Recently, I was discussing with a friend a variety of the strange and devastating occurrences that have been frequently occurring around the world, and which only seem to be precipitating disaster. For one, the explosion of BP’s Deepwater Horizon rig in the Gulf led to what is now accepted as the most devastating environmental disaster in our country’s history. However, the cause behind the initial explosion that resulted in the oil leakage, a methane pocket that escaped into the pipeline, now has environmental scientists concerned, with worst-case-scenarios ranging from uncontrollable gas leakages to speculation about a gigantic tsunami that could ravage the Southern coast of the US.
Truth Out reported today on the Gulf’s “Methane Monster,” warning that methane building there isn’t the only concern we have right now. “The Siberian Shelf alone harbors an estimated 1,400 billion tons of methane,” author Craig Collins wrote, noting this amount to be close to double the amount of carbon in all the trees, grasses and flowers on Earth. “If just one percent of this escaped into the atmosphere within a few decades, it would be enough to cause catastrophic, uncontrollable climate change.” Although the debate over the science behind anthropogenic global warming is still a point of partisan contention, are there certain natural occurrences that may occur in the future that indicate climate change, man-made or not, is inevitable?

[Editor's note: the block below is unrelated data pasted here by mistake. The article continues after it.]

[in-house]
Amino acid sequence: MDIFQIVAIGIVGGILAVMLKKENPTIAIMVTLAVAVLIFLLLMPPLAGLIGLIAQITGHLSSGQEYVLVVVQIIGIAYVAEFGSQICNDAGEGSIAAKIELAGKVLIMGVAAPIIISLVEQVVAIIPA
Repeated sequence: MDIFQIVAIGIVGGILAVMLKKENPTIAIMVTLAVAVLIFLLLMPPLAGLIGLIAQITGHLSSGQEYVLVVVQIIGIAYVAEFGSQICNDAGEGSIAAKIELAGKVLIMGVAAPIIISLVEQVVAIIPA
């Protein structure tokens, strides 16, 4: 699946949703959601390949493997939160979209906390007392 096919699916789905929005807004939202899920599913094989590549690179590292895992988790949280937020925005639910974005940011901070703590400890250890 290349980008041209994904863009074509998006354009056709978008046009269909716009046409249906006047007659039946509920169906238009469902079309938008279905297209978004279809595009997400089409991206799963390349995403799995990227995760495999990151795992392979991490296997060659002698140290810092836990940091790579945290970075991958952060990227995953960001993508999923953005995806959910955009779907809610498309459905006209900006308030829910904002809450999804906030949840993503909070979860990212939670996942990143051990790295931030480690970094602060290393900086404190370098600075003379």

Additionally, volcanic activity in various locales around the world poses a similar threat, albeit much smaller, according to most sources. Today, reports on Russiaby